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Public pensioners have more stability <br> Retirement benefits backed by taxpayers

When it comes to retirement security, it pays to have something that is good enough for government work.

While private-sector workers can only hope their 401(k)s and IRAs recoup their big losses of the past year, government employees are at less financial risk because their pensions are generally guaranteed by law -- with taxpayers on the hook for benefits.

"Pensioners aren't going to be pained in the short run," said Steven Foresti, managing director with Wilshire Consulting and head of the investment research group.

That doesn't mean the financial crisis hasn't taken a toll on the pension plans of state and local government workers. Funding levels for public pension plans have dropped, and are expected to fall even further as more investment losses are recognized, experts said.

"What plans have working for them is they are long-term propositions, there's time to make up for losses. But it is naive to think that costs haven't increased because of the cycle we've been through -- there are long-run consequences," Foresti said.

A pension plan's funding ratio measures assets to liabilities. For fiscal 2008, Wilshire estimated that the funding ratio for state retirement systems fell to 84 percent from 96 percent in the prior year. For 2009, Foresti expects a level of less than 80 percent. But experts say retirees and already-vested workers can rely on plans to honor promises.

"Current employees are guaranteed benefits by contract law and many state constitutions mandate that benefits cannot be changed," said Richard Ferlauto, director of corporate governance and pension investment at the American Federation of State, County, and Municipal Employees. "Current workers would challenge any attempt to illegally deny them benefits that they expect and deserve."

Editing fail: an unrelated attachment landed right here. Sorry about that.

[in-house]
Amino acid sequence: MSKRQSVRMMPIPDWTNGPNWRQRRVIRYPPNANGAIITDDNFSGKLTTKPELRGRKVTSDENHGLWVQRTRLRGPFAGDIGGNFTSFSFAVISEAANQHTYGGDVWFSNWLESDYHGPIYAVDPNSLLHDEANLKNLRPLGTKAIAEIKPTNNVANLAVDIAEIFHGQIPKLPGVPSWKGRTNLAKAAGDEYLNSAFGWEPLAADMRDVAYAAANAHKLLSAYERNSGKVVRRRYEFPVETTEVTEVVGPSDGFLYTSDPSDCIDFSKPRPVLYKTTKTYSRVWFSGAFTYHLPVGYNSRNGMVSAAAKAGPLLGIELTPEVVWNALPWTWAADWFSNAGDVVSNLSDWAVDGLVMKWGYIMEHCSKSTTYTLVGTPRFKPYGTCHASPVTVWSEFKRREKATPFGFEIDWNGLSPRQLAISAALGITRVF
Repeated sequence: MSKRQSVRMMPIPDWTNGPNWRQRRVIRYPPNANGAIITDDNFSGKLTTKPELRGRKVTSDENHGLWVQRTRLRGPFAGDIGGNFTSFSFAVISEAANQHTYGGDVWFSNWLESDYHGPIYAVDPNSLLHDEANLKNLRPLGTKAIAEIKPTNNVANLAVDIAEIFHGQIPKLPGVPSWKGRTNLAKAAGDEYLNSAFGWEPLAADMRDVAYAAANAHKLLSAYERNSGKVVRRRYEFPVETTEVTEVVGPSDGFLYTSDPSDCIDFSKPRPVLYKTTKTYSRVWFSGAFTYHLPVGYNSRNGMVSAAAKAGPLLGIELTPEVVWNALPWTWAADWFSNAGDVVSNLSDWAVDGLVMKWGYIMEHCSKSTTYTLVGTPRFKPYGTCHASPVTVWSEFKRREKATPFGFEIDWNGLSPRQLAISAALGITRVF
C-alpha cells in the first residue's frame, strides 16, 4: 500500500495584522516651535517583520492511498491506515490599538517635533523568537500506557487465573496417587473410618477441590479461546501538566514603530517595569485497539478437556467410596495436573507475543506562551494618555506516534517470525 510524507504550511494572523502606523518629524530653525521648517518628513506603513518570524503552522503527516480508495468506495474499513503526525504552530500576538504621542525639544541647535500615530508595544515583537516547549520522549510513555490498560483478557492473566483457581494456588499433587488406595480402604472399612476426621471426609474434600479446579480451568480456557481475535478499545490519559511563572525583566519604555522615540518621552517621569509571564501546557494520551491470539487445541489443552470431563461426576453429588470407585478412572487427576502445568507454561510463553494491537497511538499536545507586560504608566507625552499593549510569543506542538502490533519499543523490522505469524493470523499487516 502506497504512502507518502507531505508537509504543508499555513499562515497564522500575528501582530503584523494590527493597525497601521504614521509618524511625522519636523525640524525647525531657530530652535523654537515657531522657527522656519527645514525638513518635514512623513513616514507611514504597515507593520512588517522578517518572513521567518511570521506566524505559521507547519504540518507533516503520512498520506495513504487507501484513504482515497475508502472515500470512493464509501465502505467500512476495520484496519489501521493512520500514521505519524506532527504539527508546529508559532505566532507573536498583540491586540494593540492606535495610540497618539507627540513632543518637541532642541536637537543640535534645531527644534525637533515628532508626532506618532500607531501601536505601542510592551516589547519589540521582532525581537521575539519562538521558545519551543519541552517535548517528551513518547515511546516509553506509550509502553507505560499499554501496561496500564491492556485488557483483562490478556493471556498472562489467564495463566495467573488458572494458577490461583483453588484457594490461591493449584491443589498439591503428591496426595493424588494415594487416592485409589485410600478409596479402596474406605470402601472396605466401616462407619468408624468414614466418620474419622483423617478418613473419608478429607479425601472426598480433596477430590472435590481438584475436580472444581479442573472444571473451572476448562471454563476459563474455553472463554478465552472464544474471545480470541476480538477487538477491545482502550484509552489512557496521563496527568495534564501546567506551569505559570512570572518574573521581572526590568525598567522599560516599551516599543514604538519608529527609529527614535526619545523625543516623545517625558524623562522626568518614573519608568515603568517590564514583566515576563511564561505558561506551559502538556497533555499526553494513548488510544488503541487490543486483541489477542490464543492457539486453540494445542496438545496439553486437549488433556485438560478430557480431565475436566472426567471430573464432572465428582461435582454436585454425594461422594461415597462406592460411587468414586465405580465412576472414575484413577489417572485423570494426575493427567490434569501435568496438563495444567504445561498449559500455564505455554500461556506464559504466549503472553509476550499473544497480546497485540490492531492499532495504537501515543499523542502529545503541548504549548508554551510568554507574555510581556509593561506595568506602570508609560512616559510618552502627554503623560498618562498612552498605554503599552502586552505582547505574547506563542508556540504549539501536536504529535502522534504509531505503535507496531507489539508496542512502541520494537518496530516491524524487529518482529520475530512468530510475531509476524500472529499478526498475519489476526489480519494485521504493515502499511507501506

There are about 7.5 million beneficiaries receiving payouts from state and local retirement systems, another 14.4 million employees who are system members, and 4.2 million former employees and others who have retained retirement credits, according to 2007 census data. Among the two primary types of federal retirement -- the Civil Service Retirement System and the Federal Employees Retirement System -- there are about 1.86 million annuitants, and 610,000 survivor annuitants, as of Oct. 1, 2008, according to the U.S. Office of Personnel Management.

While those who have retired or are vested can feel reasonably secure, the news may be less optimistic for newer workers, experts said. Newer public workers face smaller benefits as more governments establish tiered benefits systems, said Keith Brainard, research director of the National Association of State Retirement Administrators.

According to a report from the National Conference of State Legislatures, this year's "principal theme" in pension legislation "was the need to make future pension costs manageable in the light of states' straitened fiscal circumstances and the enormous losses most retirement trust funds have experienced."

Beth Almeida, executive director of the National Institute on Retirement Security, said public pensions were "in really good shape" before the crisis hit, but some administrators are reviewing plans.

"They had plenty of money to pay for benefits for decades," Almeida said. "That said, there is a process going on where states and localities are taking a look at their pension programs, and making sure that the plans are sustainable for the next 50 years."

That could mean higher taxes.

"The bad news for stakeholders, like taxpayers, are the costs of meeting benefits in the future," Foresti said. "You'd expect those to be higher now. The shortfall needs to be filled in in the form of higher contributions. It's not reasonable to assume that investment returns are going to take care of everything."

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